It has been noted that "Breillat remains committed to the long take, articularly during scenes of sexual negotiation, a technique that showcases her performers' virtuosity as well as emphasizes the political and philosophical elements of sex. In both Fat Girl and Romance, for example, key sex scenes possess shots lasting over seven minutes."[15]


Year English title Original title Notes
1975 Catherine & Co. Catherine et Compagnie Writer.
1976 A Real Young Girl Une Vraie Jeune Fille Based on Breillat's novel Le Soupirail. Banned after initial premiere, until 1999.
1979 Nocturnal Uproar Tapage nocturne
1987 Milan noir Writer.
1988 Virgin / Junior Size 36 36 Fillette Based on her novel.
1991 Dirty Like an Angel Sale comme un ange
1993 Couples et amants Couples et amants Co-Writer.
1996 Perfect Love Parfait amour!
1999 Romance Romance X
2001 Fat Girl À ma sœur!
2001 Brief Crossing Brève traversée
2002 Sex Is Comedy Sex Is Comedy
2004 Anatomy of Hell Anatomie de l’enfer Based on her novel Pornocratie.
2007 The Last Mistress (aka An Old Mistress) Une vieille maîtresse Based on the novel by Jules Amédée Barbey d'Aurevilly (1851). Entered into the 2007 Cannes Film Festival.[16]
2009 Bluebeard Barbe bleue Based on the tale by Charles Perrault.
2010 Sleeping Beauty La belle endormie Based on Sleeping Beauty by Charles Perrault.
2013 Abuse of Weakness Abus de faiblesse Based on her book of the same title.

Stage plays


About Catherine Breillat


  1. See: Catherine Breillat Faculty Page at European Graduate School. Retrieved 2010-07-25.
  2. "CATHERINE BREILLAT on INTIMACY -". YouTube. 2010-02-01. Retrieved 2014-07-15.
  3. "Breillat veut racheter son film. Pierre-Richard Muller d'Artédis en possède les droits. Une vraie jeune fille (1976) de Catherine Breillat, avec Charlotte Alexandra, Hiram Keller, Bruno Balp, Rita Meiden, Georges Gueret (musique de Mort Shuman sur des paroles de Catherine Breillat); 1h30. - Libération". 1999-04-28. Retrieved 2014-07-15.
  4. Emma Wilson, "Deforming femininity: Catherine Breillat's Romance" France on Film: Reflections on Popular French Cinema ed. Lucy Mazdon. London: Wallflower (2001): 146. Romance "is part of a larger and sustained project in Breillat's art to consider, challenge and reinvent female sexuality."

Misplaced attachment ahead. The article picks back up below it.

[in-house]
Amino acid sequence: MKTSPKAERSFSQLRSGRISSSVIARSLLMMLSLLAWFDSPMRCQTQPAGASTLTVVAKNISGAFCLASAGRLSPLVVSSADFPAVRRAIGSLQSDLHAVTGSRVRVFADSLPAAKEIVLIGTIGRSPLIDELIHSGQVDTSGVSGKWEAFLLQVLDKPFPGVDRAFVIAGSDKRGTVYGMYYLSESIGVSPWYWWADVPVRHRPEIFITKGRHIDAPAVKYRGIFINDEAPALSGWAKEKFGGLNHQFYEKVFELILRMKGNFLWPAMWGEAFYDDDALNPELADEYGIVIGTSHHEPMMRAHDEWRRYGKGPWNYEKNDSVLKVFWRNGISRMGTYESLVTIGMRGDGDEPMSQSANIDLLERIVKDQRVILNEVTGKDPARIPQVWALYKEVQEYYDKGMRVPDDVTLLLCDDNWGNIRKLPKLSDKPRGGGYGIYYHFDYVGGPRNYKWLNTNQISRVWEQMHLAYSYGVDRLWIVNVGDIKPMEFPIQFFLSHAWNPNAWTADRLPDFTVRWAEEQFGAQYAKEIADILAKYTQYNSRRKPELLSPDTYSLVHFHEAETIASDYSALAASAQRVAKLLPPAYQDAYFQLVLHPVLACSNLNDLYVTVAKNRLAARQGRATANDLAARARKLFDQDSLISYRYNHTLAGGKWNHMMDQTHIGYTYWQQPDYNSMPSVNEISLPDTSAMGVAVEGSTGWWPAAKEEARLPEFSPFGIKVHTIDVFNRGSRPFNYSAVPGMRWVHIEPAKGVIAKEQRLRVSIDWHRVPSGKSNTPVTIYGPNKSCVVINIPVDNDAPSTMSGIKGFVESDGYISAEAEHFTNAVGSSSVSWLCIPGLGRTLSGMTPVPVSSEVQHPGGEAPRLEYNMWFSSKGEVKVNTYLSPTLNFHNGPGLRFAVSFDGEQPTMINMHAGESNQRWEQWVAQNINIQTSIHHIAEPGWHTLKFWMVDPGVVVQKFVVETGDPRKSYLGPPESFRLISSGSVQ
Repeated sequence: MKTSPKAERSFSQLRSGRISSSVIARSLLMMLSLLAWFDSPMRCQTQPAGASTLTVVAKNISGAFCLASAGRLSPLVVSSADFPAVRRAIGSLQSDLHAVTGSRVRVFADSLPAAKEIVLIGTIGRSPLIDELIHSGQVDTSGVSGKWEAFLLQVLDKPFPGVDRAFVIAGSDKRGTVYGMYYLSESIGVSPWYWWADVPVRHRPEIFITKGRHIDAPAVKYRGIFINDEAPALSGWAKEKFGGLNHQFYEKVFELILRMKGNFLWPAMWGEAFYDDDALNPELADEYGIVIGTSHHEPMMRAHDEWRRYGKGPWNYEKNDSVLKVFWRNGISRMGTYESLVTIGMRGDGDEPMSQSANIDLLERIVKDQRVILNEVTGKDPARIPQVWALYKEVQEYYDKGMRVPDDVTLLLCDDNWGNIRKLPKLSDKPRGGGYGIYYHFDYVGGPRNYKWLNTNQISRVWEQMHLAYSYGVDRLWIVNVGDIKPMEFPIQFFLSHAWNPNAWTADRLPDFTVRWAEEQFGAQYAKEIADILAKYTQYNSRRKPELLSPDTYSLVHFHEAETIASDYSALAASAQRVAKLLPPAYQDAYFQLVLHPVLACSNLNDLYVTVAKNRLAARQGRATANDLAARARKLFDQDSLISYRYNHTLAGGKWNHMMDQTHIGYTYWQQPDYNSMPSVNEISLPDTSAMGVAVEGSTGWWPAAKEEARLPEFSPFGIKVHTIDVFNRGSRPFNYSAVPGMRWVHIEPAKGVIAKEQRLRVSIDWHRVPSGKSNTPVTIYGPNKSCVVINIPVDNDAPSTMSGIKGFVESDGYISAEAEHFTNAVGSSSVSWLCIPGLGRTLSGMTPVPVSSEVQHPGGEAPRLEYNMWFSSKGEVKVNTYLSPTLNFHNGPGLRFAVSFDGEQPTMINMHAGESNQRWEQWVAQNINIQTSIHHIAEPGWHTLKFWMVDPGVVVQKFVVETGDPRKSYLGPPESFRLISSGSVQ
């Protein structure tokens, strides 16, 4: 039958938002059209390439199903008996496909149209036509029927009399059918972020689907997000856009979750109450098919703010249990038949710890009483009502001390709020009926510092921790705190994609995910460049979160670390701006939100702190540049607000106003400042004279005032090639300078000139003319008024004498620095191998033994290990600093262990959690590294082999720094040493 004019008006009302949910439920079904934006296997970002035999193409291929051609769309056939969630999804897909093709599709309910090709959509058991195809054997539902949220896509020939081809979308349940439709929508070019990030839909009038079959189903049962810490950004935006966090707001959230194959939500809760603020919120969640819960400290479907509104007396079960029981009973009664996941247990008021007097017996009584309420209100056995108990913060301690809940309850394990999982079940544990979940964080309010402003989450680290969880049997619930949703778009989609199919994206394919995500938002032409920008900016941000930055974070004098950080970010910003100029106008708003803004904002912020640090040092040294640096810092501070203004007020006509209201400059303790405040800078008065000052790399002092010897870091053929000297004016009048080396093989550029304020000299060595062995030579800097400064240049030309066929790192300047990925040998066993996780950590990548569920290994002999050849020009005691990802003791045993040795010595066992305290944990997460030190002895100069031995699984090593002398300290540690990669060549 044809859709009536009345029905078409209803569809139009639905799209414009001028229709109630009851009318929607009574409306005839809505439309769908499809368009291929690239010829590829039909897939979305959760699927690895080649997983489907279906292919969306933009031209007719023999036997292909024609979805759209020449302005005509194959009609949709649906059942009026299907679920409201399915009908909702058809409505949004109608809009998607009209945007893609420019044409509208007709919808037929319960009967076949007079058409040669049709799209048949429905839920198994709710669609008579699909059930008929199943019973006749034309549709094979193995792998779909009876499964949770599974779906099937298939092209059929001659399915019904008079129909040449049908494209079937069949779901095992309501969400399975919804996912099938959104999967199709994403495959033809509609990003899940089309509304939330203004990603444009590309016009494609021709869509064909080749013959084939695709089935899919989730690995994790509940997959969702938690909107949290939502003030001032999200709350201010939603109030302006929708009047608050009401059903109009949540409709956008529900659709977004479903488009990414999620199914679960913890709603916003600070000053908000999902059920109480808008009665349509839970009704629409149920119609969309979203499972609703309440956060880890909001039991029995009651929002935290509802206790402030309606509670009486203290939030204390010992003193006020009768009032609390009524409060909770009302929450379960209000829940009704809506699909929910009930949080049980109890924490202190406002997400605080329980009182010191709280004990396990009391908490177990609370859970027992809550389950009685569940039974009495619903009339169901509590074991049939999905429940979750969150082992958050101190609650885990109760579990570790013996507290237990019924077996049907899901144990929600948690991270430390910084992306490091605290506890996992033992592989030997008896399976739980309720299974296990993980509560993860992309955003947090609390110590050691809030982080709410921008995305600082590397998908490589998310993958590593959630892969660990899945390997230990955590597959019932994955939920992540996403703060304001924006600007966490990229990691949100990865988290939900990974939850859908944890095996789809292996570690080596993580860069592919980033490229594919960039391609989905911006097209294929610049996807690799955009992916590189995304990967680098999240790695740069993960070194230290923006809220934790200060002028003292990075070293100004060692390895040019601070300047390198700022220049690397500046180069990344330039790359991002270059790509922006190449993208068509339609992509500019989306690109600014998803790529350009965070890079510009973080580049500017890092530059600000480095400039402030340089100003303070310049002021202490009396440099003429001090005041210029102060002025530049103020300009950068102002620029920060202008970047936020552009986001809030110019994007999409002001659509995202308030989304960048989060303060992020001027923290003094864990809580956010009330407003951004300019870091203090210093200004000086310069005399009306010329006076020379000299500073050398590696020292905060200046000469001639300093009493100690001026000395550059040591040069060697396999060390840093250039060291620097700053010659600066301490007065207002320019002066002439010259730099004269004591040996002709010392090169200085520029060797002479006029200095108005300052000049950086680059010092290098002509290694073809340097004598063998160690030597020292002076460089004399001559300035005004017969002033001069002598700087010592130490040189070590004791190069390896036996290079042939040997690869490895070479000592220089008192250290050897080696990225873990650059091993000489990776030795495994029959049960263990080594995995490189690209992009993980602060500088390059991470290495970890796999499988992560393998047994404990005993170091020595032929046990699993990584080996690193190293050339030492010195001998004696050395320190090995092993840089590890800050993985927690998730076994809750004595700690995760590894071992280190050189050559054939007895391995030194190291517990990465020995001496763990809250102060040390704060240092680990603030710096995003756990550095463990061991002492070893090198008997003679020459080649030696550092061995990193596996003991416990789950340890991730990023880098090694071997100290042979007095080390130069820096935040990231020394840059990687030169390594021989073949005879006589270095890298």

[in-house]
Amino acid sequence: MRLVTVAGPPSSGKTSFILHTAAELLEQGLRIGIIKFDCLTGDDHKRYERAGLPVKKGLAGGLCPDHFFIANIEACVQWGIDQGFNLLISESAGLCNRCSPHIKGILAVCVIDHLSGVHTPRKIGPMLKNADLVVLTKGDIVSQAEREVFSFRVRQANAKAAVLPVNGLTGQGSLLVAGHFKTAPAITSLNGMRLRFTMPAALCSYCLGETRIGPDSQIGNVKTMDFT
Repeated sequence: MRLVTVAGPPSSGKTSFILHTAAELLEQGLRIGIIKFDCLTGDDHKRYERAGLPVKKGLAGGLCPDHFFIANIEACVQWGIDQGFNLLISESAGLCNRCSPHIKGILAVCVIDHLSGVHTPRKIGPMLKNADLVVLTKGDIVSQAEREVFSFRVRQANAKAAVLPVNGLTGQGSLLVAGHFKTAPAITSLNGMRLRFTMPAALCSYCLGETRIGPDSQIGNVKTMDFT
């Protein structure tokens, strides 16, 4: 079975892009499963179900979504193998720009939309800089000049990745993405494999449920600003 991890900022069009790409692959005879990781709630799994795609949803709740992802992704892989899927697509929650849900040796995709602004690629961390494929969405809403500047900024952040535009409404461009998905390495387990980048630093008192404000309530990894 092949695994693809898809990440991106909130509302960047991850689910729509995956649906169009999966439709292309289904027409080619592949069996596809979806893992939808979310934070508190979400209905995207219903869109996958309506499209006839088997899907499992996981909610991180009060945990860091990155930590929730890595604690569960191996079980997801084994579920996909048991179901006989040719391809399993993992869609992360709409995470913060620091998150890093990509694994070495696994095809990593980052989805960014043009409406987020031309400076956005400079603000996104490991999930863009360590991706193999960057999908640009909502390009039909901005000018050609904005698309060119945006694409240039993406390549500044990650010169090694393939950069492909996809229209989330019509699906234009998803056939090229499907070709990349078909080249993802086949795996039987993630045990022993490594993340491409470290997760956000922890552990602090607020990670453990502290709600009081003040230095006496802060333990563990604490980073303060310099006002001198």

5. Palmer, Tim, Brutal Intimacy: Analyzing Contemporary French Cinema, Wesleyan University Press, 2011.
  6. "Quand Christophe Rocancourt et Catherine Breillat se dechirent" Le Parisien; Thursday July 9, 2009, p. 13
  7. Secher, Benjamin (5 April 2008). "Catherine Breillat: 'All true artists are hated'". The Telegraph. Retrieved 15 January 2013.
  8. 1 2 de Mallevoüe, Delphine (18 February 2012). "Christophe Raconcourt sort de prison et prépare un livre". Le Figaro (in French). Retrieved 15 January 2013.
  9. Groves, Don (9 August 2010). "Breillat's new twist on Sleeping Beauty". SBS. Retrieved 15 January 2013.
  10. Roxo, Alexandra (7 July 2011). "A Conversation with Catherine Breillat (THE SLEEPING BEAUTY)". Hammer to Nail. Retrieved 15 January 2013.
  11. Lyman, Eric J., "'La Belle endormie' to premiere at Venice fest", "The Hollywood Reporter", 19 July 2010 Access date: Thursday August 19, 2010.
  12. Kohn, Eric (6 July 2011). "'Sleeping Beauty' Director Catherine Breillat: 'To Be An Artist is To Be Alone.'". Indiewire. SnagFilms. Retrieved 15 January 2013.
  13. Keslassy, Elsa (12 January 2012). "Breillat to helm 'Abus de faiblesse'". Variety. Retrieved 15 January 2013.
  14. Kolesnikov-Jessop, Sonia (12 December 2012). "Isabelle Huppert Hopes to Work With More Asian Film Directors". ARTINFO. Louise Blouin Media. Retrieved 15 January 2013.
  15. Conway, Kelley. Sexually Explicit French Cinema: Genre, Gender, and Sex. In Moine, Raphaëlle; Fox, Alistair; Marie, Michel; Radner, Hilary, eds. (27 January 2015). A Companion to Contemporary French Cinema. Chichester: John Wiley & Sons, pp. 461–480. ISBN 9781444338997. Retrieved 13 August 2015.
  16. "Festival de Cannes: The Last Mistress". Archived from the original on 2012-10-12. Retrieved 2009-12-20.

External links